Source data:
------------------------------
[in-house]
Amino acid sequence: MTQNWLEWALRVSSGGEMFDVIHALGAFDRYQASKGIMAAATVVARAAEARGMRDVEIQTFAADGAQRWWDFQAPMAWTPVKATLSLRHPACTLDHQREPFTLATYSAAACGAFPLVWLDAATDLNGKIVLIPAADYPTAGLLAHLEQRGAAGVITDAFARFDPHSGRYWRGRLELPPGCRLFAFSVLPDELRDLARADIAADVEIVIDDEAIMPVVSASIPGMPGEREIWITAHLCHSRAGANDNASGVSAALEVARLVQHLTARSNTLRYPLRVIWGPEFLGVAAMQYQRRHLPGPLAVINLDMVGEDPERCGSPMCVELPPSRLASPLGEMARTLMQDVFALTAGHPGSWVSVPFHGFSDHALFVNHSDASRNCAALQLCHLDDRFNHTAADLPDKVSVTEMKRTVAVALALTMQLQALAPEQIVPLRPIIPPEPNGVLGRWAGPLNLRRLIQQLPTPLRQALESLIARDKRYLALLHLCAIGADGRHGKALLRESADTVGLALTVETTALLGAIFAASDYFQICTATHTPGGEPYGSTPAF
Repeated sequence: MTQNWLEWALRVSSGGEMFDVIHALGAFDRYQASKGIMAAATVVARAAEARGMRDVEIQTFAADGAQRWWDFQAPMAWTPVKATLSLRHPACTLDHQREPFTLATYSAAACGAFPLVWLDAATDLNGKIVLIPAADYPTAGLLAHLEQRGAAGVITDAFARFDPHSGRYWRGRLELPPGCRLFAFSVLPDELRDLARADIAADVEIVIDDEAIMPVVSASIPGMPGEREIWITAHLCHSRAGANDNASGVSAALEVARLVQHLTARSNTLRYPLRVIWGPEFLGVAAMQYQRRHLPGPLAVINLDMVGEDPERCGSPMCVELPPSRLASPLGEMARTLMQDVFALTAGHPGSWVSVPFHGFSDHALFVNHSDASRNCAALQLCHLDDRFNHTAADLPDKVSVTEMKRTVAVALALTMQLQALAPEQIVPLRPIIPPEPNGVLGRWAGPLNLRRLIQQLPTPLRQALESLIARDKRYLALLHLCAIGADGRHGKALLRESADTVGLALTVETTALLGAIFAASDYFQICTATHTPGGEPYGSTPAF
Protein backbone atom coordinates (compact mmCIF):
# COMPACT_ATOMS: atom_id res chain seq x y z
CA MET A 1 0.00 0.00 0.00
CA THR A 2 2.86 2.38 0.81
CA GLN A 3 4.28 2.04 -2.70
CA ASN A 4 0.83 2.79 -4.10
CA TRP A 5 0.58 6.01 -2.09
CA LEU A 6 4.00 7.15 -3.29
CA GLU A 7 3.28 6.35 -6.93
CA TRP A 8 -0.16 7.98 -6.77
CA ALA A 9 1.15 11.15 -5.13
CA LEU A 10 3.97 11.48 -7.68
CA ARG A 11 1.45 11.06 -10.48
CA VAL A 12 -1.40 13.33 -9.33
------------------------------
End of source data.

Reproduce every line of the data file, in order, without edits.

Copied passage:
[in-house]
Amino acid sequence: MTQNWLEWALRVSSGGEMFDVIHALGAFDRYQASKGIMAAATVVARAAEARGMRDVEIQTFAADGAQRWWDFQAPMAWTPVKATLSLRHPACTLDHQREPFTLATYSAAACGAFPLVWLDAATDLNGKIVLIPAADYPTAGLLAHLEQRGAAGVITDAFARFDPHSGRYWRGRLELPPGCRLFAFSVLPDELRDLARADIAADVEIVIDDEAIMPVVSASIPGMPGEREIWITAHLCHSRAGANDNASGVSAALEVARLVQHLTARSNTLRYPLRVIWGPEFLGVAAMQYQRRHLPGPLAVINLDMVGEDPERCGSPMCVELPPSRLASPLGEMARTLMQDVFALTAGHPGSWVSVPFHGFSDHALFVNHSDASRNCAALQLCHLDDRFNHTAADLPDKVSVTEMKRTVAVALALTMQLQALAPEQIVPLRPIIPPEPNGVLGRWAGPLNLRRLIQQLPTPLRQALESLIARDKRYLALLHLCAIGADGRHGKALLRESADTVGLALTVETTALLGAIFAASDYFQICTATHTPGGEPYGSTPAF
Repeated sequence: MTQNWLEWALRVSSGGEMFDVIHALGAFDRYQASKGIMAAATVVARAAEARGMRDVEIQTFAADGAQRWWDFQAPMAWTPVKATLSLRHPACTLDHQREPFTLATYSAAACGAFPLVWLDAATDLNGKIVLIPAADYPTAGLLAHLEQRGAAGVITDAFARFDPHSGRYWRGRLELPPGCRLFAFSVLPDELRDLARADIAADVEIVIDDEAIMPVVSASIPGMPGEREIWITAHLCHSRAGANDNASGVSAALEVARLVQHLTARSNTLRYPLRVIWGPEFLGVAAMQYQRRHLPGPLAVINLDMVGEDPERCGSPMCVELPPSRLASPLGEMARTLMQDVFALTAGHPGSWVSVPFHGFSDHALFVNHSDASRNCAALQLCHLDDRFNHTAADLPDKVSVTEMKRTVAVALALTMQLQALAPEQIVPLRPIIPPEPNGVLGRWAGPLNLRRLIQQLPTPLRQALESLIARDKRYLALLHLCAIGADGRHGKALLRESADTVGLALTVETTALLGAIFAASDYFQICTATHTPGGEPYGSTPAF
Protein backbone atom coordinates (compact mmCIF):
# COMPACT_ATOMS: atom_id res chain seq x y z
CA MET A 1 0.00 0.00 0.00
CA THR A 2 2.86 2.38 0.81
CA GLN A 3 4.28 2.04 -2.70
CA ASN A 4 0.83 2.79 -4.10
CA TRP A 5 0.58 6.01 -2.09
CA LEU A 6 4.00 7.15 -3.29
CA GLU A 7 3.28 6.35 -6.93
CA TRP A 8 -0.16 7.98 -6.77
CA ALA A 9 1.15 11.15 -5.13
CA LEU A 10 3.97 11.48 -7.68
CA ARG A 11 1.45 11.06 -10.48
CA VAL A 12 -1.40 13.33 -9.33